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A secure application sandbox built with modern Linux sandboxing features - no longer actively developed, but still works fine, use bubblewrap if you need more functionality

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README.md

Playpen is a secure application sandbox built with modern Linux sandboxing features.

Features

  • The sandboxed application is spawned inside a systemd scope unit, providing integration with systemd tools like systemd-cgtop and robust control group management.
  • The application is contained inside a read-only root directory with chroot.
  • System call whitelisting forbids all but the execve call by default and includes support for parameter constraints. A learning mode is available to automatically generate a minimal whitelist based on the system calls and parameters used by the sandboxed process.
  • A mount namespace is leveraged to provide writable /tmp, /dev/tmp and home directories as in-memory (tmpfs) filesystems. Since these mounts are private, any number of Playpen instances can share the same root.
  • The memory of all contained processes is limited via the scope unit's memory control group. The memory control group will include usage of the private tmpfs mounts towards the total.
  • The number of tasks is limited via the scope unit's pids control group in addition to the indirect limitation via the memory control group.
  • Device whitelisting prevents reading, writing or creating any devices by default.
  • The initial process and any forked children can be reliably killed.
  • An optional timeout can take care of automatically killing the contained processes.
  • A process namespace hides all external processes from the sandbox.
  • A network namespace provides a private loopback and no external interfaces.
  • The system's hostname and IPC resources are hidden from the sandbox via namespaces.

System call whitelisting

A system call will only be permitted by the kernel if it matches one or more of the provided rules. Rules can be supplied either via a file (-S) or by passing rules on the command-line (-s).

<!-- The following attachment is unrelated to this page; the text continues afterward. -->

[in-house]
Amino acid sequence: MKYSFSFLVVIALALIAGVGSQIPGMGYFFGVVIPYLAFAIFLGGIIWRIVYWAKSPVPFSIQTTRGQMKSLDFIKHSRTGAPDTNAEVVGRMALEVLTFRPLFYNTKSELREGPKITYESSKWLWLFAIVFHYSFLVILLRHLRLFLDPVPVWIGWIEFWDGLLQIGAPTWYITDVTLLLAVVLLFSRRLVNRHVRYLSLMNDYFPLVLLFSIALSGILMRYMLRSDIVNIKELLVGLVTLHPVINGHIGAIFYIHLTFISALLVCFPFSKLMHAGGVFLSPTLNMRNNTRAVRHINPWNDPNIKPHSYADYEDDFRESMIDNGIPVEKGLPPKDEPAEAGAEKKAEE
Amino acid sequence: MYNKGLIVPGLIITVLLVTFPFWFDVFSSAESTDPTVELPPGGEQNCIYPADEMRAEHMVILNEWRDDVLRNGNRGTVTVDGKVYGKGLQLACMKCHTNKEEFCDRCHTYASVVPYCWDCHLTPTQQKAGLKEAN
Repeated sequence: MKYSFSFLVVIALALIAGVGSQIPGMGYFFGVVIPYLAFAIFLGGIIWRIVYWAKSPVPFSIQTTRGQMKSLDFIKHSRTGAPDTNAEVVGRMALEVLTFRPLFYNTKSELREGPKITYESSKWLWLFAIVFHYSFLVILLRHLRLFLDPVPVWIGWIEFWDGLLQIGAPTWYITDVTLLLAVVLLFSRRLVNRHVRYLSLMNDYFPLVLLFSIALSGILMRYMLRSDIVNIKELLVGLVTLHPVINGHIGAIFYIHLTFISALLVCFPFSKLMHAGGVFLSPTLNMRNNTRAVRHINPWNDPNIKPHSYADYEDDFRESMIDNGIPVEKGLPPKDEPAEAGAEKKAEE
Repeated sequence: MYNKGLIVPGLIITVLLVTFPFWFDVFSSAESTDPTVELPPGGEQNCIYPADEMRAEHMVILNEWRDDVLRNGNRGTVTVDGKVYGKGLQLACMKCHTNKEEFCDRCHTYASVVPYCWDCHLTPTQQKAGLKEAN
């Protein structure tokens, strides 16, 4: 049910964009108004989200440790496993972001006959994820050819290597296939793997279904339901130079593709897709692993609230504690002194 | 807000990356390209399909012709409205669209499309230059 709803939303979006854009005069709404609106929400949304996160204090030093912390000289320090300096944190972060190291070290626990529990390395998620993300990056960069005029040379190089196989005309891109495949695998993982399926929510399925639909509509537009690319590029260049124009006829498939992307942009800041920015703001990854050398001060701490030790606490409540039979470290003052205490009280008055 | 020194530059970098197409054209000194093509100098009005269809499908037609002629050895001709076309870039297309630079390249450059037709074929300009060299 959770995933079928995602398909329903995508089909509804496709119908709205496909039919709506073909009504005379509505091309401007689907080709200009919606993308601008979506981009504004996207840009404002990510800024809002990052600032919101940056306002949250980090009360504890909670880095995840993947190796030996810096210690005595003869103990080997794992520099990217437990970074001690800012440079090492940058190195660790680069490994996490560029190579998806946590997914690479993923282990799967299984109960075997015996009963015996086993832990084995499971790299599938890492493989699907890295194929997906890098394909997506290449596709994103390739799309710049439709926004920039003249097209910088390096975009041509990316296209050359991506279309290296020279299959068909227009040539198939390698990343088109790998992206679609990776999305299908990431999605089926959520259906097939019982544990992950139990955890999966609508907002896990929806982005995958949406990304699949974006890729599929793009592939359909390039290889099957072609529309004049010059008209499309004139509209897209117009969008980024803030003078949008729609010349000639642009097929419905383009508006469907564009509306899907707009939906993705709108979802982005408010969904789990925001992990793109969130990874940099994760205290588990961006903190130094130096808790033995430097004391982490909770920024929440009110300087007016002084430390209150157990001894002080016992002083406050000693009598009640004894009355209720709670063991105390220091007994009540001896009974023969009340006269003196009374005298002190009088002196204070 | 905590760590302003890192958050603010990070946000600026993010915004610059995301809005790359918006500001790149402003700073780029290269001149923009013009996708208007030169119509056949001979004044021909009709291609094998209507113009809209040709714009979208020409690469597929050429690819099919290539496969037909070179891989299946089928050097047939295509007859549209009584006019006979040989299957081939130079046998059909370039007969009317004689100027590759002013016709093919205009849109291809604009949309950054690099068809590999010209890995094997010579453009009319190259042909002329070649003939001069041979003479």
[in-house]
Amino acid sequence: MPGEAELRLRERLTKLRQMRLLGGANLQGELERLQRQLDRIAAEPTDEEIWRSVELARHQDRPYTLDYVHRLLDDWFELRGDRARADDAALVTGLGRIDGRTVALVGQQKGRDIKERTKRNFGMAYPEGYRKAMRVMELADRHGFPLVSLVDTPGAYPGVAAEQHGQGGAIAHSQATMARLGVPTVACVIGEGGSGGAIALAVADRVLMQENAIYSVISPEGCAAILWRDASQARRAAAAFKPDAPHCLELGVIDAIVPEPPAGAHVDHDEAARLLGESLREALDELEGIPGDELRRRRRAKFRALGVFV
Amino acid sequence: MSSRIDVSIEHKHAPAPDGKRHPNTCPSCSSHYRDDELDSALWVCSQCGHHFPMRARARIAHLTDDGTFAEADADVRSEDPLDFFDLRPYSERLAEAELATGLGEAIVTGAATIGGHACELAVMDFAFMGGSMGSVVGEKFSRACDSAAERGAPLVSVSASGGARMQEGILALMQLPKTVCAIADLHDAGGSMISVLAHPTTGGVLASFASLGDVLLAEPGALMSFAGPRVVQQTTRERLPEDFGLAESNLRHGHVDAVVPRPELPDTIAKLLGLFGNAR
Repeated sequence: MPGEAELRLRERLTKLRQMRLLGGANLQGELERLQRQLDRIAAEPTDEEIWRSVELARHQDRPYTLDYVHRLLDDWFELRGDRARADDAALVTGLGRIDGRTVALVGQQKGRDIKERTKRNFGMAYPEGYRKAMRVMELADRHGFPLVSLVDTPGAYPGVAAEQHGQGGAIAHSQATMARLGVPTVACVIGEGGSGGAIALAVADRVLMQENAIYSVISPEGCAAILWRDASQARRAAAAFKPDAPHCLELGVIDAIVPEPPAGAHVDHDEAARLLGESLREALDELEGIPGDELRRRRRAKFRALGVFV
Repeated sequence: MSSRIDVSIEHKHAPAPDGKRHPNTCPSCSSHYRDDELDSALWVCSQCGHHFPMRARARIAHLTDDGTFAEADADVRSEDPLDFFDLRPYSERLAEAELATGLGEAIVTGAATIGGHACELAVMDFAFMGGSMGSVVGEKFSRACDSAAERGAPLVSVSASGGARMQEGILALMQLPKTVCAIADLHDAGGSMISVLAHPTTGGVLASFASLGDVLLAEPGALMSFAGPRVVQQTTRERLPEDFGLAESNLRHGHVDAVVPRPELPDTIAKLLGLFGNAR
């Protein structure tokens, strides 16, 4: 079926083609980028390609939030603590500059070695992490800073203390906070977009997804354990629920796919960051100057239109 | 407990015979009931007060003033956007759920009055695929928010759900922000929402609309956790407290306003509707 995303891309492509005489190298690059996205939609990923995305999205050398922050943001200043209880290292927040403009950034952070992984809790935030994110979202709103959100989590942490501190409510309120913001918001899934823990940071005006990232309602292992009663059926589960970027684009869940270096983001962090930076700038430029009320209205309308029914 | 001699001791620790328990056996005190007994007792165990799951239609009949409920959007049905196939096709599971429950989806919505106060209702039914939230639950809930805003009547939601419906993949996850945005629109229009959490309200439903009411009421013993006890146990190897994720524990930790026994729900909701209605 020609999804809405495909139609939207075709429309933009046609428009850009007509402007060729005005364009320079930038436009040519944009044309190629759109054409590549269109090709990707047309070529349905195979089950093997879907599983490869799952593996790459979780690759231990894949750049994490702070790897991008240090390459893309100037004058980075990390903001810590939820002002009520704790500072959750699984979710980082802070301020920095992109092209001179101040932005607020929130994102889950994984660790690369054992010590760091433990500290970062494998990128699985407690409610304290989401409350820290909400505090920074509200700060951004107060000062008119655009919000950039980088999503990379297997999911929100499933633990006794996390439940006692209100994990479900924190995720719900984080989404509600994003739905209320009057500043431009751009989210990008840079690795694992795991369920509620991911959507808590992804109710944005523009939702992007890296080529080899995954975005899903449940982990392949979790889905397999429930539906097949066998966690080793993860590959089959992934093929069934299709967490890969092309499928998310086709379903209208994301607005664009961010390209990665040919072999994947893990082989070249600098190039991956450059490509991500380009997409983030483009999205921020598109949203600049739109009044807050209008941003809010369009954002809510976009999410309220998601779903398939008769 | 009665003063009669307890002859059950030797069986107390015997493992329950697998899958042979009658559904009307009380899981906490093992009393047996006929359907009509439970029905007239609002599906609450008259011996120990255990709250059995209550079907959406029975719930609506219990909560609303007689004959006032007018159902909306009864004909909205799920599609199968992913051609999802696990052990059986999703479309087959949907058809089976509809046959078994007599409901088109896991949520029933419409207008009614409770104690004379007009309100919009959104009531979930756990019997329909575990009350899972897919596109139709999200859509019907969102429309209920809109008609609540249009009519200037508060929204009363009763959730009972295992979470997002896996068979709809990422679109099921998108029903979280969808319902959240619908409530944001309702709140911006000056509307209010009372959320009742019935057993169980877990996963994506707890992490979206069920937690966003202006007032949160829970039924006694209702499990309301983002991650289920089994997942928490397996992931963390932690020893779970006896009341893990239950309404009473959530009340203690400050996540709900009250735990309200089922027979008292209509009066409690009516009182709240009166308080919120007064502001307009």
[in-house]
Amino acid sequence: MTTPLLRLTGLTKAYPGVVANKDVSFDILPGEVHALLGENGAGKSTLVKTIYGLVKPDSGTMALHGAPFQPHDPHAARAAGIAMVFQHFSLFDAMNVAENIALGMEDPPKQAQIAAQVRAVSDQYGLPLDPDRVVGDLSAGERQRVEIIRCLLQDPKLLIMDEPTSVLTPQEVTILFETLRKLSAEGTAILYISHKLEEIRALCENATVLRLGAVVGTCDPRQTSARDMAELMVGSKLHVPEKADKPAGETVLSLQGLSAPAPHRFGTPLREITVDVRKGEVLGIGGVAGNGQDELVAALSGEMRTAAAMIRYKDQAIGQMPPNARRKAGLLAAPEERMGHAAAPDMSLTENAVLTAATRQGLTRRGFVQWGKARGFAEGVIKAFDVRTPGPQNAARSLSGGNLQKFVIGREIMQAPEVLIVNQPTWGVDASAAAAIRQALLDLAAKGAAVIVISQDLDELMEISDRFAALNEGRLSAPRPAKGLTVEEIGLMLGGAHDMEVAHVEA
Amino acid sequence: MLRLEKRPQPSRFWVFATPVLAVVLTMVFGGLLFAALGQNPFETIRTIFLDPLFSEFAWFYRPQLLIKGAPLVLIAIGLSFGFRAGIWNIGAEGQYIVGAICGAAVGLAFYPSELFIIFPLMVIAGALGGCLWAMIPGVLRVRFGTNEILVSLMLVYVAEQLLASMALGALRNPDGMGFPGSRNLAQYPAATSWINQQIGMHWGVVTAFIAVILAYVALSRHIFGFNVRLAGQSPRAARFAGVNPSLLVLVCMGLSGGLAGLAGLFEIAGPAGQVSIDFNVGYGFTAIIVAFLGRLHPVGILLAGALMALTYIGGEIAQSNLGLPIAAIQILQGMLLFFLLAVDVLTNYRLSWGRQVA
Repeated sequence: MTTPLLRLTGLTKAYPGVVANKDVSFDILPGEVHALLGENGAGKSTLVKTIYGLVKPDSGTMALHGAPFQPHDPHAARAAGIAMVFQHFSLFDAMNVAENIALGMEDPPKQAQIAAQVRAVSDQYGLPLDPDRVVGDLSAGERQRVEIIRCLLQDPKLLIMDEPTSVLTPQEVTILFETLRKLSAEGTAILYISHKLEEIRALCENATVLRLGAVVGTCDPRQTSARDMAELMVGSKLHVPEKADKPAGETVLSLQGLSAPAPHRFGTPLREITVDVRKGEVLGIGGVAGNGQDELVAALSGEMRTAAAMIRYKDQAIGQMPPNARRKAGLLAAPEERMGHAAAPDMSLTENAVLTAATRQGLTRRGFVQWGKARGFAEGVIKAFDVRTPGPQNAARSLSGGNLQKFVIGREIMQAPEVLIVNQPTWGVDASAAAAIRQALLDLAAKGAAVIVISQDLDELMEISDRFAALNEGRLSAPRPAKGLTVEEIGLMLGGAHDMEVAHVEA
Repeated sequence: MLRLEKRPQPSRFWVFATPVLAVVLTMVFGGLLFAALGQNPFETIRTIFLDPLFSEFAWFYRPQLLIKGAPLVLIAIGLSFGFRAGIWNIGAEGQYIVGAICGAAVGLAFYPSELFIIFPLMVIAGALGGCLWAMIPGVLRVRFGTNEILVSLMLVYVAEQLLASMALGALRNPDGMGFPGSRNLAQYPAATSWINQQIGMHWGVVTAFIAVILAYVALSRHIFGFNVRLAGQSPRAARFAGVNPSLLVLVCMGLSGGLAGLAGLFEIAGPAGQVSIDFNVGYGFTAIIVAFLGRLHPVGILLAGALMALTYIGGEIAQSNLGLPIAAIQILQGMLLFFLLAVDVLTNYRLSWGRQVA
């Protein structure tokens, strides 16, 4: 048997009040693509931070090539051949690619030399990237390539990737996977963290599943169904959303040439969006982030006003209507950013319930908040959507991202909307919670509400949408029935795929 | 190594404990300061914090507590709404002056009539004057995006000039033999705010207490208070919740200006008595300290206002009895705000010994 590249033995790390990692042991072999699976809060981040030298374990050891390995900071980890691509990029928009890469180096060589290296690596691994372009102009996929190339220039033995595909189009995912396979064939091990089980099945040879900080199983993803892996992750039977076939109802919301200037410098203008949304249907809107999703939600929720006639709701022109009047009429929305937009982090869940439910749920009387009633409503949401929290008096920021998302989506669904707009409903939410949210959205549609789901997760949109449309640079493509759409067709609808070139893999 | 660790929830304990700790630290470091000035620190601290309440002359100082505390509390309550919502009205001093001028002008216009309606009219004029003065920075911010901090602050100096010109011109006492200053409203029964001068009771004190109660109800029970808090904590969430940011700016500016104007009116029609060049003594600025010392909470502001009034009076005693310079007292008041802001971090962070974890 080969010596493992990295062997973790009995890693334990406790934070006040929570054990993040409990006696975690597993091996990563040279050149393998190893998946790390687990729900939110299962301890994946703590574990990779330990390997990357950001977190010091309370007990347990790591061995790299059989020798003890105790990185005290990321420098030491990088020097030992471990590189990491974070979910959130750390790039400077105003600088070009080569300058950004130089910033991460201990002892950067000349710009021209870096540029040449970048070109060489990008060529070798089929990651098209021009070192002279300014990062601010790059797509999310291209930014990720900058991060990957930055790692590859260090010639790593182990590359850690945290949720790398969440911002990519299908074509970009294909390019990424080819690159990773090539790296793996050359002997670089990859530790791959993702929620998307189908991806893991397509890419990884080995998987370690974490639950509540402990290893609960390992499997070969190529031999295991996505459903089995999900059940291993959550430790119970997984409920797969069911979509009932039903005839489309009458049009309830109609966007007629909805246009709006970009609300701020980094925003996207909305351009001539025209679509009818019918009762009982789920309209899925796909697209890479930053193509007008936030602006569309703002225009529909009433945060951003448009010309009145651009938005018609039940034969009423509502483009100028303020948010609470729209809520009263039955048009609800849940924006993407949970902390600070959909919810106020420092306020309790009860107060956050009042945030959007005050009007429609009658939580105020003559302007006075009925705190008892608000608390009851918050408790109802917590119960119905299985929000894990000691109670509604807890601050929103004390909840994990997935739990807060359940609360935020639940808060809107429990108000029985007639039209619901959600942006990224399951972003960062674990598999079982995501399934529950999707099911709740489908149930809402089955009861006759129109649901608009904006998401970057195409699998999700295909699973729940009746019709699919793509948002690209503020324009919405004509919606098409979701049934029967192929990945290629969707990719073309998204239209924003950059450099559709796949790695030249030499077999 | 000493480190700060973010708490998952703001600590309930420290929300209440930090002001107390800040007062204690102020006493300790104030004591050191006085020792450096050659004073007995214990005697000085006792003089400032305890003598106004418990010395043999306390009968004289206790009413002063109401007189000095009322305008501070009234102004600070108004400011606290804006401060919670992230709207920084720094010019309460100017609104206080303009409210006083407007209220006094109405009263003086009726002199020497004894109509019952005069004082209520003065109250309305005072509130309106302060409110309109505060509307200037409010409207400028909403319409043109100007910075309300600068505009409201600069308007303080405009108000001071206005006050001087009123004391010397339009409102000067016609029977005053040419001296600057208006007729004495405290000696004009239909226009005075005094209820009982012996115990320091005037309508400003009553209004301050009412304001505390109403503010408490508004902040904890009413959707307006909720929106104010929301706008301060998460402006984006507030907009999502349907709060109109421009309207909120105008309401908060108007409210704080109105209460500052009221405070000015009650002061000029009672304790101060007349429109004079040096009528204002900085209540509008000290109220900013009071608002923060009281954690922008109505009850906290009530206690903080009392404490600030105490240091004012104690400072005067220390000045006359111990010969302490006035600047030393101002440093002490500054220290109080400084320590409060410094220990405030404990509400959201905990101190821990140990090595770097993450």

Learning mode (-l) will append any missing rules to the whitelist file. It will add constraints on parameters specifying a sub-command, such as the request argument to ioctl. A coarser learning mode without parameter constraints is available (-L).

Syntax for the whitelist:

system_call
system_call: parameter operator value
system_call: parameter operator value, parameter operator value, [...]

Tabs and spaces are ignored. The command-line syntax uses semicolons as the separator between rules rather than expecting one rule per line.

The valid operators are !=, <, <=, >, >= and ==.

For example:

bar
foo: 2 == 100
foo: 2 == 200, 1 != 300, 1 != 400, 3 < 500

This permits the bar system call in all cases. The foo system call is permitted if either:

  • the second parameter is equal to 100
  • the second parameter is equal to 200, the first parameter is not equal to either 300 or 400 and the third parameter is less than 500

Example

# create a chroot
mkdir sandbox
pacstrap -cd sandbox

# run `ls -l` in the sandbox and create a system call whitelist
playpen sandbox -S whitelist -l -- ls -l /

# run it again, enforcing the learned system call whitelist
playpen sandbox -S whitelist -- ls -l /

Dependencies

  • Linux 3.8 or later
  • libseccomp 2.1.1 or later
  • systemd

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A secure application sandbox built with modern Linux sandboxing features - no longer actively developed, but still works fine, use bubblewrap if you need more functionality

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